One Long Argument:
One small primate helping to defend science education against the advance of neocreationism.
Tuesday, June 21, 2005
Isn't it ironic?

Meanwhile, back on the ranch . . .
HARRISBURG - Only hours after Gov. Rendell and several lawmakers participated in the ribbon-cutting that opened the global biotechnology conference in Philadelphia yesterday, other legislators in the state Capitol were resurrecting the debate over evolution.

As some of the world's leading scientists considered the latest advances in disease treatment, stem-cell research and bioterrorism response, a panel of educators, scientists and civil libertarians clashed over a recently introduced bill that would allow the teaching of intelligent design in Pennsylvania.
The Inquirer describes ID as "a concept advanced in the 1980s," which may be technically correct but neglects to mention the extent that it's just a warmed-over version of Paley's 1802 blockbuster Natural Theology, which insisted on "the necessity, in each particular case, of an intelligent designing mind for the contriving and determining of the forms which organized bodies bear." As he said, in his famous (borrowed) metaphor
. . . when we come to inspect the watch, we perceive. . . that its several parts are framed and put together for a purpose, e.g. that they are so formed and adjusted as to produce motion, and that motion so regulated as to point out the hour of the day; that if the different parts had been differently shaped from what they are, or placed after any other manner or in any other order than that in which they are placed, either no motion at all would have been carried on in the machine, or none which would have answered the use that is now served by it. . . . the inference we think is inevitable, that the watch must have had a maker -- that there must have existed, at some time and at some place or other, an artificer or artificers who formed it for the purpose which we find it actually to answer, who comprehended its construction and designed its use. . . . The marks of design are too strong to be got over. Design must have had a designer. That designer must have been a person. That person is GOD."
Modern ID differs in only a few details - talk about methodological naturalism (Johnson), mathematical games (Dembski), and examples drawn from modern biology (Behe) rather than "the hinges in the wings of an earwig, and the joints of its antennae," which to Paley were "as highly wrought, as if the Creator had nothing else to finish. We see no signs of dimunition of care by multiplicity of objects, or of distraction of thought by variety. We have no reason to fear, therefore, our being forgotten, or overlooked, or neglected."

That's touching. I'm serious. Unfortunately, a relative of this fear - much of the motivation behind the ID movement - comes through loud and clear in the comments of the State Representative sponsoring the bill, Thomas C. Creighton (R., Lancaster). After all, he says, ""The current code has a bias toward atheists who promote evolution theory." And I suppose this is true - just as it has a bias towards atheists who promote heliocentrism, or lightning rods . . .

It's not about God. (Despite what Rep. Creighton and others have been led to believe). It's about science.

posted by Dan S. on 8:34 AM |

"As this whole volume is one long argument, it may be convenient to the reader to have the leading facts and inferences briefly recapitulated . . ."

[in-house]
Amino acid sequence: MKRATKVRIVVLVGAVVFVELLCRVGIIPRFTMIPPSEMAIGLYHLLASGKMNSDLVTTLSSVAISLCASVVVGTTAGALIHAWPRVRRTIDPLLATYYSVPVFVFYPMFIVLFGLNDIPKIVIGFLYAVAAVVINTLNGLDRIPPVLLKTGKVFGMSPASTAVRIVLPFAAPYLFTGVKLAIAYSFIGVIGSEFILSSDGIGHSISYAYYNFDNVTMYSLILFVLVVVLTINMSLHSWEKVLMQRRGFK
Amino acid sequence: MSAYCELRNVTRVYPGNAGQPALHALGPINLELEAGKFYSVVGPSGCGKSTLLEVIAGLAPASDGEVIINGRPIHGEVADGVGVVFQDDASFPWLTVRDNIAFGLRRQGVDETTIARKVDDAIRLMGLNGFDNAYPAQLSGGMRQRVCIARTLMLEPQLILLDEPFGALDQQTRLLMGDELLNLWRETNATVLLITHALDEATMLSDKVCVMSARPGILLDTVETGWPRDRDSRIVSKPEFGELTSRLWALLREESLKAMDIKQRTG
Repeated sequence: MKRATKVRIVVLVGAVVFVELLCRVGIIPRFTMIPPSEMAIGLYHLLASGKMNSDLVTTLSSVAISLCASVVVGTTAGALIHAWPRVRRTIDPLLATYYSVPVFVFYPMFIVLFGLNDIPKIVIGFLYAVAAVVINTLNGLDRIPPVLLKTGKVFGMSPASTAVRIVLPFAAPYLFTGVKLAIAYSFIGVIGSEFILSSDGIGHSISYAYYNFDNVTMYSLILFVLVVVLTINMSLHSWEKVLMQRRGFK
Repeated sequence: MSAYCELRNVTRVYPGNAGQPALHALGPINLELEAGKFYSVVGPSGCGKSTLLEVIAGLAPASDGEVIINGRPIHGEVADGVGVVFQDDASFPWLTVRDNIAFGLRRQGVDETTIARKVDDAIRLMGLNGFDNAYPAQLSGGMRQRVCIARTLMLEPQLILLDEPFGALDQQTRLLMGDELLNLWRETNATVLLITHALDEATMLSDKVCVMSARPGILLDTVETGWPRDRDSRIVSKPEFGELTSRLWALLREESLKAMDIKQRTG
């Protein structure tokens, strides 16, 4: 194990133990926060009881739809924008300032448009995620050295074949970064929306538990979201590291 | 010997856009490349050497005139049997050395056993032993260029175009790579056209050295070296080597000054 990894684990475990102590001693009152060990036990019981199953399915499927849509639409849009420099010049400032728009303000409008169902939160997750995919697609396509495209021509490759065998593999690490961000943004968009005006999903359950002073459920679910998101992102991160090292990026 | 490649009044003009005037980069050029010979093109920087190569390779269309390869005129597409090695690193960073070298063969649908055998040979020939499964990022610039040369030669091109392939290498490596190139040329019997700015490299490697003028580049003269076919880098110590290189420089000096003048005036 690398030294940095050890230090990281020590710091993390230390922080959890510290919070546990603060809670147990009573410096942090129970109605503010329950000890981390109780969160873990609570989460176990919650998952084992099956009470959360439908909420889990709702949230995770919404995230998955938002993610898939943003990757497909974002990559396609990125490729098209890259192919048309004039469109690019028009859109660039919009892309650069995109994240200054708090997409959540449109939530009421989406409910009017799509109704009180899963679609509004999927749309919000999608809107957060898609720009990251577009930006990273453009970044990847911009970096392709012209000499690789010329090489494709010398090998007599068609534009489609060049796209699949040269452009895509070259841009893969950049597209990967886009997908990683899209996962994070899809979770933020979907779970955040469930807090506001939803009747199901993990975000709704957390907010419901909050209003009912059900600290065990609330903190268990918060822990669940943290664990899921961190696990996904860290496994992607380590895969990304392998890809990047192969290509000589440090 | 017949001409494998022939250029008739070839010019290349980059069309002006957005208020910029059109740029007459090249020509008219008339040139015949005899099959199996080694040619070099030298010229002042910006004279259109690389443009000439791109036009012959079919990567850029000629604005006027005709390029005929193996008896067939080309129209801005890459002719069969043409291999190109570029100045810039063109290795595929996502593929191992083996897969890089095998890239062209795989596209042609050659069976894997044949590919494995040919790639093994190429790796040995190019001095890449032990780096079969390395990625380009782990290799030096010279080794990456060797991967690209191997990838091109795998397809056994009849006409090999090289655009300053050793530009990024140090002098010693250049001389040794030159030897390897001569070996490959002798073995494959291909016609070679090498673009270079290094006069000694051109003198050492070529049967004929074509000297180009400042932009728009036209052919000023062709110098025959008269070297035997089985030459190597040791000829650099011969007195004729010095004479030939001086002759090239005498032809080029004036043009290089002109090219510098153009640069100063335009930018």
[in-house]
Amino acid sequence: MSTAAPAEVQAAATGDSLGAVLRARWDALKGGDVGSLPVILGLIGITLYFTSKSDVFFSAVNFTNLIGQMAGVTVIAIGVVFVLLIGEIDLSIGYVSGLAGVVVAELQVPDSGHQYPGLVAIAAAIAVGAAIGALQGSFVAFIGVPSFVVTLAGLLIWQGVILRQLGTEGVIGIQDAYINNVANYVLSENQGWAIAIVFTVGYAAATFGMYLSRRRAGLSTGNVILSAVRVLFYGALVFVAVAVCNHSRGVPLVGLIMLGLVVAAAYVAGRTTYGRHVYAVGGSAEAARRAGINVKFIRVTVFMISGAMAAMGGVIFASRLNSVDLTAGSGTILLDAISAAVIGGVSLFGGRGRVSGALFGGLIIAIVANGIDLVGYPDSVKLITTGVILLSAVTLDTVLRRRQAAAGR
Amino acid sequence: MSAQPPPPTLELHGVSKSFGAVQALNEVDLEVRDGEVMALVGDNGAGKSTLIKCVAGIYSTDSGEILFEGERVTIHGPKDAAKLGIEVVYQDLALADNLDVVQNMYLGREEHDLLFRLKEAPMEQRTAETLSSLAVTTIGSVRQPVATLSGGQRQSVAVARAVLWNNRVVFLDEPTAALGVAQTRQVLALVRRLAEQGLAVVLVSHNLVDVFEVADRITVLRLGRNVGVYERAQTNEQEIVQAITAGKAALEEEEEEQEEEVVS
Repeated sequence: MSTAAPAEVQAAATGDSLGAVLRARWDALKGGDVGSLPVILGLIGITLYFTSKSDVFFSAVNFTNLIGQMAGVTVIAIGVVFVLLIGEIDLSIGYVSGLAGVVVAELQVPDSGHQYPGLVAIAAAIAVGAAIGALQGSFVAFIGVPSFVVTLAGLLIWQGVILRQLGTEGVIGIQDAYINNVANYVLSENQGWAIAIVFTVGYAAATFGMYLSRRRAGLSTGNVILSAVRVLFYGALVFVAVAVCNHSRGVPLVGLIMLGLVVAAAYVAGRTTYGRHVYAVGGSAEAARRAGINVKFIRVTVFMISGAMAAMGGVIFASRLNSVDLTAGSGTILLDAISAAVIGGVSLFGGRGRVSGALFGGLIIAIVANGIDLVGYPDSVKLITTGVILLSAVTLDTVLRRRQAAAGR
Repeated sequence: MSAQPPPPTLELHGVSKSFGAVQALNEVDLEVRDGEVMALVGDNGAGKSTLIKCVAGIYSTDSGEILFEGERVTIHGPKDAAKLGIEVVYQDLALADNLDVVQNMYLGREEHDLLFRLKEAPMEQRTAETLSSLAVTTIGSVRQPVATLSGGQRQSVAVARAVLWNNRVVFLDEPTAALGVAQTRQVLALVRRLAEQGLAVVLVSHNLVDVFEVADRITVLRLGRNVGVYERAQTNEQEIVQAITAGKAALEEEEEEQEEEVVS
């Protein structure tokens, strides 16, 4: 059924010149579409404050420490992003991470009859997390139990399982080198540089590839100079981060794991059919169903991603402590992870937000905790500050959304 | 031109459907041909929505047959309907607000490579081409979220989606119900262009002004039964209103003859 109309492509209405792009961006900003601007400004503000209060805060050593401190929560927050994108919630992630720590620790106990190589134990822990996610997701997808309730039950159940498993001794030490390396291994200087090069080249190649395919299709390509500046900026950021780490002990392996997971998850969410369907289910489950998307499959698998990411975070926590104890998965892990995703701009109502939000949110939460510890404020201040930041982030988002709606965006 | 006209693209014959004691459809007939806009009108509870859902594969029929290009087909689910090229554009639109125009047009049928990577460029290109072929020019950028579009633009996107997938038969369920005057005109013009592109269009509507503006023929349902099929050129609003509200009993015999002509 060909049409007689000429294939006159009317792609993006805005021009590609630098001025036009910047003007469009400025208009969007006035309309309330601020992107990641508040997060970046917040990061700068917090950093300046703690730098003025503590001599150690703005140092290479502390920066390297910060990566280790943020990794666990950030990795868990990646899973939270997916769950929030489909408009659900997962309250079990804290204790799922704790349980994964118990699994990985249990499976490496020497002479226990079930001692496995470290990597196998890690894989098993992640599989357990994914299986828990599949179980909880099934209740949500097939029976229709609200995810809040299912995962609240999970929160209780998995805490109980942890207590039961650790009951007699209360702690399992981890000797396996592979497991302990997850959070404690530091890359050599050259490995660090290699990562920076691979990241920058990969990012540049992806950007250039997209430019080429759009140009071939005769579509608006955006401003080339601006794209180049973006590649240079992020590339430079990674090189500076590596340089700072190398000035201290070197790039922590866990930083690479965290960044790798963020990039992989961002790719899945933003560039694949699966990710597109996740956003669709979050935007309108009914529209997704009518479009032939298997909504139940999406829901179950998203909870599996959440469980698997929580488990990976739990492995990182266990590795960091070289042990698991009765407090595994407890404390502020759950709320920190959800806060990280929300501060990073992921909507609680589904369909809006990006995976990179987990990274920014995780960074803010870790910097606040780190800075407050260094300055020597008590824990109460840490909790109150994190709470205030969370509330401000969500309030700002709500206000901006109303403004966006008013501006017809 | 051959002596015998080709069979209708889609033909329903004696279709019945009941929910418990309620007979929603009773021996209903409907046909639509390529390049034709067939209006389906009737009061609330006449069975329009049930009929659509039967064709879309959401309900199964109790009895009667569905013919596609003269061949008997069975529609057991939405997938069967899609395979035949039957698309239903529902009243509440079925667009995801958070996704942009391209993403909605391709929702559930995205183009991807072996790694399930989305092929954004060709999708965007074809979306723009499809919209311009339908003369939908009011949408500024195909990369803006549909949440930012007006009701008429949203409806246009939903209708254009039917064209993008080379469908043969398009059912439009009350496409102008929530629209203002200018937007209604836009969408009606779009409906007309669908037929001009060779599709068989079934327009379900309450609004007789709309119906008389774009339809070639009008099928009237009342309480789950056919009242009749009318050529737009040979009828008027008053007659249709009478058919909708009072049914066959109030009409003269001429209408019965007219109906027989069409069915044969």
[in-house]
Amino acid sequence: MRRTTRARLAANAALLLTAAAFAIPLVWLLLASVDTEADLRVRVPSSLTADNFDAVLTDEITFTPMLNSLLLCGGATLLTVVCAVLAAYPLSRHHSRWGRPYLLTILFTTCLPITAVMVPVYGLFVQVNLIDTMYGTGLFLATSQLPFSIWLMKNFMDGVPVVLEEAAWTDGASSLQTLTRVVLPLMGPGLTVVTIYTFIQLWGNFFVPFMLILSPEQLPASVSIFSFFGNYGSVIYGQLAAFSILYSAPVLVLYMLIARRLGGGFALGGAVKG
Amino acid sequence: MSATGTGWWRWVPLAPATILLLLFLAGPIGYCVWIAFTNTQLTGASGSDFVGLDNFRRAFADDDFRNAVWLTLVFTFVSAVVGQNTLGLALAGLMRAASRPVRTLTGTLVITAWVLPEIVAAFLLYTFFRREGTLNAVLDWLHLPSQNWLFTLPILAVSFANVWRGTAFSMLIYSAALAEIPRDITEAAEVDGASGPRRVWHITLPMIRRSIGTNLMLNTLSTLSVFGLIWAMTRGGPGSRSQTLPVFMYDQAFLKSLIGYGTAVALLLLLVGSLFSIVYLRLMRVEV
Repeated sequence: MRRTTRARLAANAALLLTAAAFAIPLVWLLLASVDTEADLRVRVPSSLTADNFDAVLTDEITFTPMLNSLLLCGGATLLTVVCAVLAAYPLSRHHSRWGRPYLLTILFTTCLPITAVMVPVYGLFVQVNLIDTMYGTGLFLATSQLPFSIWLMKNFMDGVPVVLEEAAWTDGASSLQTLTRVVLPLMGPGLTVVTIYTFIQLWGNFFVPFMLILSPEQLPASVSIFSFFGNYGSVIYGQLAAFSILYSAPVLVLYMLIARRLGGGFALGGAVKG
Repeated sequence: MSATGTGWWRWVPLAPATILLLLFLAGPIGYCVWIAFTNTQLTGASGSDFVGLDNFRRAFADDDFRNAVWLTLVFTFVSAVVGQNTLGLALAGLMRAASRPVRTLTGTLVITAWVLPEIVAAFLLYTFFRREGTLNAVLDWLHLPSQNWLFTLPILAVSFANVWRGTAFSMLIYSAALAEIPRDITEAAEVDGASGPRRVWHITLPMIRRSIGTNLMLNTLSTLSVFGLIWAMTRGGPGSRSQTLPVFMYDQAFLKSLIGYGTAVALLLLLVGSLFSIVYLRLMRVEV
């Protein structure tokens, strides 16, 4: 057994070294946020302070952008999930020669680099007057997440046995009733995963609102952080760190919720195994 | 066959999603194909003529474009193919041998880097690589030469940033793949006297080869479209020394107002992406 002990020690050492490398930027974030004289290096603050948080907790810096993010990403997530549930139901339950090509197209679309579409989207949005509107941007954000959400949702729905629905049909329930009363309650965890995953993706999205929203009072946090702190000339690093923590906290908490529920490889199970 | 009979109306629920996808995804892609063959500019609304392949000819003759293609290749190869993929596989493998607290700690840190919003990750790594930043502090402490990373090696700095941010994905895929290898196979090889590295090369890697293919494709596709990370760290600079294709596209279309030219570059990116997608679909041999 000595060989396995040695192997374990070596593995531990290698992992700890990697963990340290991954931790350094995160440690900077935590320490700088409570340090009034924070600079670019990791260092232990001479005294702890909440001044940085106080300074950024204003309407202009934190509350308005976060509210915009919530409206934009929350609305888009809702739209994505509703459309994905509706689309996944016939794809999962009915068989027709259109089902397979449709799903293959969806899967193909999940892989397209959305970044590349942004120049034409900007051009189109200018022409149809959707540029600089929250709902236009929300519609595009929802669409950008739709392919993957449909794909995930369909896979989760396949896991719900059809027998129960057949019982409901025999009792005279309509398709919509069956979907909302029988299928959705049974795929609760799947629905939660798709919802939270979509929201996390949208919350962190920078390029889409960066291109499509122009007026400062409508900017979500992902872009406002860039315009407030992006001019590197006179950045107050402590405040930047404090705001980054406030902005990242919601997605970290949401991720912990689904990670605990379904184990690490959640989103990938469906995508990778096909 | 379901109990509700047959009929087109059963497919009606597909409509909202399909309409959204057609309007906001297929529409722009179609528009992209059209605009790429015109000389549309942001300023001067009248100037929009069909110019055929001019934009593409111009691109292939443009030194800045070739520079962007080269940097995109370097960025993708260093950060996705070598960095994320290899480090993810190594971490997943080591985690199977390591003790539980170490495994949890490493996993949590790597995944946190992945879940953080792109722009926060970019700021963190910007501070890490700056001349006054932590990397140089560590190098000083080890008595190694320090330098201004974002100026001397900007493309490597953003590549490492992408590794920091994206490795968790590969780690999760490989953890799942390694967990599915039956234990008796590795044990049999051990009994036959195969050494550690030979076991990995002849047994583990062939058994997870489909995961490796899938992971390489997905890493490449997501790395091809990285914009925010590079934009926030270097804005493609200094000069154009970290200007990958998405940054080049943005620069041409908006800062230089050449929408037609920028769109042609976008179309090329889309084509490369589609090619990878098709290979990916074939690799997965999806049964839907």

Charles Darwin, "On The Origin of Species"

The debate: FAQs and facts
Science and creationism (NAS)

National Center for Science Education
Defending the teaching of evolution in public schools: with evolution/creationism news updates and many resources.
Understanding Evolution
Teaching Evolution and the Nature of Science
Evolution - Education and Teaching

Grandeur in this view of life . . .
Tree of Life web project
Evolutionn Entrance (UCMP)
Evolution (PBS)
BBC Education: Evolution
Macroevolution (UTexas)

TalkOrigin's Index of Creationist Claims.
Find them all here!

The law
Edwards v. Aguillard (1987)
McLean v. Arkansas Board of Education (1981)
More to come

Pending legislation
Ongoing attempts to mandate the teaching of neocreationism in science classes
New York State Bill 8036 (died in committee)
Pennsylvania House Bill 1007

In the schools
Dover, PA
Dover biology: Ongoing reporting from the York Daily Record
Dover C.A.R.E.S. Intelligent Design FAQ

Science/evolution-ish blogs
Transitions: The Evolution of Life
The Panda's Thumb
The Loom
Evolution Blog
Evolving Thoughts
Philosophy of Biology
Thoughts From Kansas
Red State Rabble
The Questionable Authority
Unscrewing the Inscrutable
The Biology Refugia
Deinonychus antirrhopus
Law, Evolution Science, and Junk Science

The Evolution Project: Documenting evolutionary biology being used!

Intelligent Design

The infamous Wedge Document. Read it!
Uncommon Descent
More to come!

The library (shelving in progress)
On The Origin of Species, by Charles Darwin
Chance in the House of Fate: A Natural History of Heredity, by Jennifer Ackerman
Tower of Babel: The Evidence against the New Creationism, by Robert T. Pennock
Intelligent Design Creationism and Its Critics: Philosophical, Theological, and Scientific Perspectives, by Robert T. Pennock (Ed.)
Finding Darwin's God: A Scientist's Search for Common Ground Between God and Evolution, by Kenneth R. Miller
Creationism's Trojan Horse: The Wedge of Intelligent Design, by Barbara Carroll Forrest and Paul R. Gross
At the Water's Edge : Fish with Fingers, Whales with Legs, and How Life Came Ashore but Then Went Back to Sea, by Carl Zimmer

Master Planned: Why intelligent Design Isn't, by H. Allen Orr, The New Yorker
Wedging Creationism into the Academy, by Barbara Forrest and Glenn Branch, Academe
The Faith That Dare Not Speak Its Name, by Jerry Coyne, The New Republic


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